What’s appealing about this model for a writer is that if you make an Amazon pilot you at least know your friends and family will get to see it. Which with networks is only the case if your show gets ordered to series and put on the schedule. There are many pilots that have been made but shelved, regardless of cast and pedigree. For instance HBO’s pilot of Jonathan Franzen’s bestseller “The Corrections,” starring Ewan McGregor. Also with the Amazon process at least you can sleep at night knowing you got your story “out there” where it can live or die based on its own merits and not whether it fits some corporate mandate at one particular moment in time. (“We need more shows that appeal to high earning males age 24-42.”) So there’s a meritocratic element that’s unique.
SS: And what was the process of you selling your script to Amazon? How did that happen?
JG: Greg Jacobs and I first met when he directed my spec “Wind Chill” (a spec co-written with my pal Steven Katz.) In addition to being a director Greg is Soderbergh’s longtime producer—in fact he won an Emmy last year for producing “Behind the Candelabra.” For years Greg has been regaling us with funny stories about his summer job as an assistant tennis pro in suburban New Jersey. When Soderbergh started getting involved in TV, he encouraged Greg to develop a show based on his misadventures, and Greg suggested bringing me in to help write it—because I’m a buddy, but also because I could bring some outsider perspective to the material and help transform autobiography into good drama. We outlined, which is where all the heavy lifting is really done, and then began passing a first draft back and forth until all parties felt it was ready to package with a director. David Gordon Green responded very quickly, and with him attached, we began shopping it.
SS: For the newbies here, can you talk about how the traditional pilot system works, so we can get some context?
JG: Summer is “pitch season.” In June you partner with a like-minded producer to pitch your project to studios, in hopes that one will take a shine to it and take it off the market with some sort of financial deal. At which point your new studio backer takes the lead in shopping the project in order to “set it up” at a network. As with spec scripts, the more competitive the interest in a project, the more likely you can get a more lucrative or desirable outcome. For instance you’ll often read in the trades that a hot project got a “put pilot” commitment from a network, which means that the deal struck carries a hefty penalty that the network must pay if they decide not to order the pilot. And every year there are a handful of direct-to-series orders, where a show’s creator is guaranteed his or her full writing/producing fee for X number of episodes (usually 12, or half of a network season) regardless of whether they are made and aired. Often this occurs when the creatives behind a show are household names, like David Fincher (“House of Cards”) or Soderbergh (“The Knick.”) But occasionally it happens with an unknown, as it did recently with Mickey Fisher and “Extant.”
If you sell a pitch in the summer, you spend the autumn going back and forth with the network, studio, and producers getting notes on the outline. Then around November 1 you finally get the go-ahead to start “writing pages,” with a goal of delivering the best draft you are capable of producing no later than the Christmas holidays when all the network execs jet off to Aspen. You sweat bullets throughout January, and then around February everyone holds their breath and hopes theirs is among the projects ordered to pilot. If you are among the lucky ones you make your pilot in the spring and deliver it in time for the “up fronts” in New York, when the networks begin touting their new shows to advertisers. Then around June you either get a series order, or go back to square one and start over.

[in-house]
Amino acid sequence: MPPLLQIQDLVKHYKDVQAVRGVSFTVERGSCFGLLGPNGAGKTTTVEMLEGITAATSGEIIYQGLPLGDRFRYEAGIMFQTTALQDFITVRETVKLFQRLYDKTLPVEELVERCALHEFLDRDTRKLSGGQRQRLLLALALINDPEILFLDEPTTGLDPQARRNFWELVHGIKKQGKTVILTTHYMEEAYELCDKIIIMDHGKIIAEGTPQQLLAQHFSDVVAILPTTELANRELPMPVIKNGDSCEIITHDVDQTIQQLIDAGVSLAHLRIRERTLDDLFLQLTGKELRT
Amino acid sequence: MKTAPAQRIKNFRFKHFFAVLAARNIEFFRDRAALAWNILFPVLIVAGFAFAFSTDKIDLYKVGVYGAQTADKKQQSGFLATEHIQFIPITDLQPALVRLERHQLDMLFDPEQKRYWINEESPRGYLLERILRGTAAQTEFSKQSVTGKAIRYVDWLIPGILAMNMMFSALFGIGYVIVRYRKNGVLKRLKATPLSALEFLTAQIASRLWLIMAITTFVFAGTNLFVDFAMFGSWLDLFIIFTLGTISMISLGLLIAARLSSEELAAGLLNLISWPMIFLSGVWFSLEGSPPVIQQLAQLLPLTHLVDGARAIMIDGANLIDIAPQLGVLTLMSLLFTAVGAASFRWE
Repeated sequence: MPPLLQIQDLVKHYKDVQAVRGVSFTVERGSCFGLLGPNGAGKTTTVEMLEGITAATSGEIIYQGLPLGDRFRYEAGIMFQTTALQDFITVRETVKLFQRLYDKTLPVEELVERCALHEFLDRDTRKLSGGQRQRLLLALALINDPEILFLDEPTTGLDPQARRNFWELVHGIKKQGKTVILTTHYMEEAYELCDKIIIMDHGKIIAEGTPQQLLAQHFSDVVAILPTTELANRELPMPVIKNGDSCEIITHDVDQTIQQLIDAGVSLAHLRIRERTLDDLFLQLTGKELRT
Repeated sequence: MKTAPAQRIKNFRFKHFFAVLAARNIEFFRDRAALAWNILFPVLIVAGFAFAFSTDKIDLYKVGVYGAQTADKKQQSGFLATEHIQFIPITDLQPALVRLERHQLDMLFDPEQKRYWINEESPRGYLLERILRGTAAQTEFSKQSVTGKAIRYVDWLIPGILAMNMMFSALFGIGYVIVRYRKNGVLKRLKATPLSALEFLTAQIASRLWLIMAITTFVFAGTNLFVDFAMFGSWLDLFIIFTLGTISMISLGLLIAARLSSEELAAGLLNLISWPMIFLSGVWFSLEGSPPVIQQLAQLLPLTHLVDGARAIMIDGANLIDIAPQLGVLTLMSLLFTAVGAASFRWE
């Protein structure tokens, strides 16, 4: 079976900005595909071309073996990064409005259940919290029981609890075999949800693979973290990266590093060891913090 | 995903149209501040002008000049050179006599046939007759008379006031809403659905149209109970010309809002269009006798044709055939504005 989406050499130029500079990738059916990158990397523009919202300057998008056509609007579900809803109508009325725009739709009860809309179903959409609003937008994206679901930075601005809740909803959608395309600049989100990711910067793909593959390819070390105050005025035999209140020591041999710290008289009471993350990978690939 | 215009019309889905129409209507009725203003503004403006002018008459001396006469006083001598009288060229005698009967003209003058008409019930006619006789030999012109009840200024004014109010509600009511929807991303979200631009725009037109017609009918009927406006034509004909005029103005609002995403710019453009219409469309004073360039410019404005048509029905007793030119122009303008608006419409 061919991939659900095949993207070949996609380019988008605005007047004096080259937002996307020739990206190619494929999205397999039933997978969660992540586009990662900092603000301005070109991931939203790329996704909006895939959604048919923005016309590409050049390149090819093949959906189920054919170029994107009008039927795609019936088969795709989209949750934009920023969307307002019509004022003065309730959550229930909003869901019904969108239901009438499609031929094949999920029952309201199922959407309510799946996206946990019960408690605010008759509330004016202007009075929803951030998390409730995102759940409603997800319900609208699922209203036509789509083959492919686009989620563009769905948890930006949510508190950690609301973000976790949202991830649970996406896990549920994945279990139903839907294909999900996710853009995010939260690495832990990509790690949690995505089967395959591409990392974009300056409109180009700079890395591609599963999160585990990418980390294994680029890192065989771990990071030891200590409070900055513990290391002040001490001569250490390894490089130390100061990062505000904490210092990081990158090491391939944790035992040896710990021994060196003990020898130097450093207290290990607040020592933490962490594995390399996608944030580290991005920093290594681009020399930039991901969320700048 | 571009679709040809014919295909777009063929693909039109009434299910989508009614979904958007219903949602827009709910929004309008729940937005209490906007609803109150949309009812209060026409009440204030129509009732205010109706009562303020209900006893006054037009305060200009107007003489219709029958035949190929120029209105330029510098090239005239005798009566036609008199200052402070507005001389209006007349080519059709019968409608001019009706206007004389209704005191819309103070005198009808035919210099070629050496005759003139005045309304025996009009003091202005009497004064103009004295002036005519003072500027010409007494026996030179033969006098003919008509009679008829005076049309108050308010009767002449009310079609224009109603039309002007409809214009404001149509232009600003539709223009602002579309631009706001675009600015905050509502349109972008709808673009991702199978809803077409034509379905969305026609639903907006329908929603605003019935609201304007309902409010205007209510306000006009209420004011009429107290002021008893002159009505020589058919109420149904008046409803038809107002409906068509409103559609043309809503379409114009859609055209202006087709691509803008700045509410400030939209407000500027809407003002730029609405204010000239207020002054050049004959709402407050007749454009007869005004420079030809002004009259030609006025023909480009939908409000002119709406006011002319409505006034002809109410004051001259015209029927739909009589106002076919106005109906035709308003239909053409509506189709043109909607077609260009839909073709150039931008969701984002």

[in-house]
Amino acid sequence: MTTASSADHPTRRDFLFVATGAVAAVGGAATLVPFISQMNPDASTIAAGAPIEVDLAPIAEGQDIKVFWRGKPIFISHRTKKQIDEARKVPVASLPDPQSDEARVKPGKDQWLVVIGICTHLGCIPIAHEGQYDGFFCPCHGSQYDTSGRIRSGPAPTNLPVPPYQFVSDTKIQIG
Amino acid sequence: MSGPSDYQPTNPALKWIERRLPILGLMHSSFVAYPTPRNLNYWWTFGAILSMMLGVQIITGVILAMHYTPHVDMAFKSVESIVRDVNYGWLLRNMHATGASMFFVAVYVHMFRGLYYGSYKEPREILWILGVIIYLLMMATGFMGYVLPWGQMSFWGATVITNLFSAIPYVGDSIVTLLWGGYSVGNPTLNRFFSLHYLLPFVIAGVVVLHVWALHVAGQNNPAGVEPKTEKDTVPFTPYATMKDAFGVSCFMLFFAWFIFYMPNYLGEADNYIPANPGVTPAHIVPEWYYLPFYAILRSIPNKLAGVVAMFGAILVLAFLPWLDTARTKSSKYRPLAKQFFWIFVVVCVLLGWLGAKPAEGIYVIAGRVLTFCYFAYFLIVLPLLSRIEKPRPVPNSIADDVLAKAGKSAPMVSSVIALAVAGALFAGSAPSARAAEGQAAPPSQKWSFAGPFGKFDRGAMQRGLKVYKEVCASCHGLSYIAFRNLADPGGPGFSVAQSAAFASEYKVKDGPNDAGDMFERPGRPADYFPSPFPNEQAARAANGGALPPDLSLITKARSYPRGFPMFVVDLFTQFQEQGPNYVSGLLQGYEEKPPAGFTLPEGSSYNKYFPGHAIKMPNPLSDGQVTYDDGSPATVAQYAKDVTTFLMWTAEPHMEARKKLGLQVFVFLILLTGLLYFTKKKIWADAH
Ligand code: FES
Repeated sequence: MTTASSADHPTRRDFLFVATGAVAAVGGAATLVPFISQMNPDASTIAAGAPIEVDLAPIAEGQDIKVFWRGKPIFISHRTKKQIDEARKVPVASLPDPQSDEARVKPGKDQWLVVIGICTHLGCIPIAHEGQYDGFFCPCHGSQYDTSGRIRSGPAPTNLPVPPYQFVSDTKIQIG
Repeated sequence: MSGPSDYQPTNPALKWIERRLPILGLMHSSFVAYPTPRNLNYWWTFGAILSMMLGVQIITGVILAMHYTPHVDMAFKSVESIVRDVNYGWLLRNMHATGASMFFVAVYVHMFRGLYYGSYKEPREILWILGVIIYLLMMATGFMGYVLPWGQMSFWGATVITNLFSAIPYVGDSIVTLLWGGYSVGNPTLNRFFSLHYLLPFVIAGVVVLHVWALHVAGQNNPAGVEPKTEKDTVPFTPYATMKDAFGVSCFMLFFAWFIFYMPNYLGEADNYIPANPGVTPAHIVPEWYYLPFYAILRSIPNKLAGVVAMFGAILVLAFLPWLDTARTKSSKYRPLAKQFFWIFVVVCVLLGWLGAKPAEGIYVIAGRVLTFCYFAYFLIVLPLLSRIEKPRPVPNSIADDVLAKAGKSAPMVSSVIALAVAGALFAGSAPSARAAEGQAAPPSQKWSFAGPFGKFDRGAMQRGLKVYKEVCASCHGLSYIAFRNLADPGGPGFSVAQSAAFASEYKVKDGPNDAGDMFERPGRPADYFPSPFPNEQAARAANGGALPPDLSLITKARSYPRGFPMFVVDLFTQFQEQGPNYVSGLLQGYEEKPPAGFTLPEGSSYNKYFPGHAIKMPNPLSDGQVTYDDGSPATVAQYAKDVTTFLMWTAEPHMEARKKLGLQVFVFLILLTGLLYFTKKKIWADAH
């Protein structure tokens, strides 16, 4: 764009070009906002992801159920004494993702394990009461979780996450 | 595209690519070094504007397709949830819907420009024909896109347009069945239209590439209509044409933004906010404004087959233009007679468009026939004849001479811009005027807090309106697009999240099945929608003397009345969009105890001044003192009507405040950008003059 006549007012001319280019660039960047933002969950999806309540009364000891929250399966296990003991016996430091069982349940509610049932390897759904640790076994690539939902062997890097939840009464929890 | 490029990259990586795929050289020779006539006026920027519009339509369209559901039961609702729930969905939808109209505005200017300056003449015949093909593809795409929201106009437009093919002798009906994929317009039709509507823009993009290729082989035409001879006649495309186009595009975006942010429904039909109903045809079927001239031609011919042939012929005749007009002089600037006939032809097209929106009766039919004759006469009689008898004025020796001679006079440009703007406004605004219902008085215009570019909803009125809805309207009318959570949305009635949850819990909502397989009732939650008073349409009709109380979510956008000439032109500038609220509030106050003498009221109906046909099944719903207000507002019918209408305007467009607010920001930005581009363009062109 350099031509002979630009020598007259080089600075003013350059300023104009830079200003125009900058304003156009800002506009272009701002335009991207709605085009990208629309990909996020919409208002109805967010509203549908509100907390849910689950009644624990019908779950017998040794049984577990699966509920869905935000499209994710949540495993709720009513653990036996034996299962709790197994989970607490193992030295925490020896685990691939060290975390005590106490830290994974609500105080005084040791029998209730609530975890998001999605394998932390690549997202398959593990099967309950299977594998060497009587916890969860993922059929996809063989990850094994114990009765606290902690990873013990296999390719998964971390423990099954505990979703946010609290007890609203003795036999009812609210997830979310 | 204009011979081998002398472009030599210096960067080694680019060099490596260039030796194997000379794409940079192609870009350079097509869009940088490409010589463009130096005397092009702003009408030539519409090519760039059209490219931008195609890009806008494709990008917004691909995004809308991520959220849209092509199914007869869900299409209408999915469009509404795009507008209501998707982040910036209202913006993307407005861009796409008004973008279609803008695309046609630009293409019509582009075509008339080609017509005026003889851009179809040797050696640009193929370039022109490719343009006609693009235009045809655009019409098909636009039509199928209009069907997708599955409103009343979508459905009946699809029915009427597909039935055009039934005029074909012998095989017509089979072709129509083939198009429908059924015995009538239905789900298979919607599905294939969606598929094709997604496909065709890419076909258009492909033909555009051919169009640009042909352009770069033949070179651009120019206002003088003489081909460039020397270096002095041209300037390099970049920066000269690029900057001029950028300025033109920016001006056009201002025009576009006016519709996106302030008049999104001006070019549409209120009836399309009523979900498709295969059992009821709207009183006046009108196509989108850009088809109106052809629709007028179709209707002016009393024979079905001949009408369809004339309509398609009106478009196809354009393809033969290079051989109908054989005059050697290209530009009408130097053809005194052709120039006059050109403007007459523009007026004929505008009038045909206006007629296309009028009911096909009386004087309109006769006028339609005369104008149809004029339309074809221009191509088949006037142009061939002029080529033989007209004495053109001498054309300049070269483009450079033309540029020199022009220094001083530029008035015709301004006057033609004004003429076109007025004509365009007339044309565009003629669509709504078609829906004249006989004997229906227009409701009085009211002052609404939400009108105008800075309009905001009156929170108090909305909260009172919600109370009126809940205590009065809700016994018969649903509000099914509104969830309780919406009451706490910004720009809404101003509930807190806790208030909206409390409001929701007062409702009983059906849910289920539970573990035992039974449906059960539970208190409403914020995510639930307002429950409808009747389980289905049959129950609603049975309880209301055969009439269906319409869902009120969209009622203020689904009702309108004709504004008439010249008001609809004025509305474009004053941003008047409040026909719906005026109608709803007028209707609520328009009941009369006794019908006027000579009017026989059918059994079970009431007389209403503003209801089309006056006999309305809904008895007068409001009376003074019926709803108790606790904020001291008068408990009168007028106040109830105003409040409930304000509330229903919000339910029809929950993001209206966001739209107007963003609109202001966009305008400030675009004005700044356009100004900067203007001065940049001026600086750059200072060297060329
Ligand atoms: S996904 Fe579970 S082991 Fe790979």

The above is only for network development. AMC, HBO, Netflix, Amazon, etc., aren’t tied to the calendar and therefore have no official pitch season. Theirs is more like the “rolling admissions” policy of some universities.
SS: What do you think is the key to not just selling a pilot, but getting it on the air? Is there a formula for that?
JG: That’s the problem with a lot of network programming. It’s formulaic. (e.g. Legal Thriller; Forensic Procedural, etc.) Which is why so many of the cable shows are eating the Nets’ lunches and stealing their Emmy’s. Not to mention their viewers. And network execs—who are not dumb—realize this, and are trying to develop material that feels more “cable-like.” Darker themes. Anti-heroes. Period pieces.
SS: I’m curious about the financials for television. How much does a writer a) get paid for selling a pilot, b) get paid for being staffed on a high-rated show (Scandal) and c) get paid for a smaller show (like, say, Teen Wolf).
JG: There are guild minimums for every format and length of show—that’s the baseline. How much more you make for writing a pilot depends on (a) your quote (if you’ve sold pitches or been hired to write teleplays in the past), and/or (b) how much competition there is among interested buyers. A ballpark number I’ll throw out there for, say, an hour long network drama (because Guild rates differ depending on whether a show is network or cable) that isn’t subject to a bidding war could be around $90,000, give or take. This is called the “guarantee,” meaning the studio guarantees to pay you this much for your writing services provided the project is “set up” at a network, and regardless of whether the script is ever ordered to pilot. Once you get a pilot order, additional fees kick in—perhaps a production bonus, definitely some sort of producing fee. Remember in TV the writer-creator is also typically a producer. Often an Executive Producer (the highest position in TV credits.)
I’ve never been on a writing staff so it’s more difficult for me to give sample numbers. But back in the 90s I was invited to audition for the writing staff of one of the later seasons of “The X-Files,” and I recall being offered a contract that guaranteed me a certain amount per week for six weeks, after which the producers had the option of extending my employment for the rest of the season. And I think at the time I did the math and figured out I would have made about $125,000 if they kept me around for a full season. Which isn’t chump change by any stretch—especially if you are single, with no dependents, as I was at the time. But since I was only guaranteed six weeks of employment I concluded that it wasn’t worth uprooting and relocating to Los Angeles. So I politely declined. And heard that the producers—who were riding pretty high in the ratings then—were flabbergasted and outraged.